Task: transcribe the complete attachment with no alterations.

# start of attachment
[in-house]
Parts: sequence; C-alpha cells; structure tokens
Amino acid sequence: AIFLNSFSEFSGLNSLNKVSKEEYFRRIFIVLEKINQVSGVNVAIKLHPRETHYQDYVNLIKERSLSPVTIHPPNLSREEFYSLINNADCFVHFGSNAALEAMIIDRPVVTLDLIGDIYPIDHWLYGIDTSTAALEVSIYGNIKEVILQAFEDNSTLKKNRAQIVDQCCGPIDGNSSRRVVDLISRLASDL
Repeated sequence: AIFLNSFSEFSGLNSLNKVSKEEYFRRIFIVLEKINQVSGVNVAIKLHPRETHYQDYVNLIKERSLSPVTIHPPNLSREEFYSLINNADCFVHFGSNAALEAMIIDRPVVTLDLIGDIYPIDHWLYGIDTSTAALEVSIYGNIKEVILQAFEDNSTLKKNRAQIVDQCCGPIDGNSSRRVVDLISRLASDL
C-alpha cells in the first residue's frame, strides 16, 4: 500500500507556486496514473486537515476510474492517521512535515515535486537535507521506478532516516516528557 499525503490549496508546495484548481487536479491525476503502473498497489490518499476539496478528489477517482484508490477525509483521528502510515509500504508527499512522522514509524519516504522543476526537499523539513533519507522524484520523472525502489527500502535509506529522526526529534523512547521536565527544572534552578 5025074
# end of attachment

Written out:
[in-house]
Parts: sequence; C-alpha cells; structure tokens
Amino acid sequence: AIFLNSFSEFSGLNSLNKVSKEEYFRRIFIVLEKINQVSGVNVAIKLHPRETHYQDYVNLIKERSLSPVTIHPPNLSREEFYSLINNADCFVHFGSNAALEAMIIDRPVVTLDLIGDIYPIDHWLYGIDTSTAALEVSIYGNIKEVILQAFEDNSTLKKNRAQIVDQCCGPIDGNSSRRVVDLISRLASDL
Repeated sequence: AIFLNSFSEFSGLNSLNKVSKEEYFRRIFIVLEKINQVSGVNVAIKLHPRETHYQDYVNLIKERSLSPVTIHPPNLSREEFYSLINNADCFVHFGSNAALEAMIIDRPVVTLDLIGDIYPIDHWLYGIDTSTAALEVSIYGNIKEVILQAFEDNSTLKKNRAQIVDQCCGPIDGNSSRRVVDLISRLASDL
C-alpha cells in the first residue's frame, strides 16, 4: 500500500507556486496514473486537515476510474492517521512535515515535486537535507521506478532516516516528557 499525503490549496508546495484548481487536479491525476503502473498497489490518499476539496478528489477517482484508490477525509483521528502510515509500504508527499512522522514509524519516504522543476526537499523539513533519507522524484520523472525502489527500502535509506529522526526529534523512547521536565527544572534552578 5025074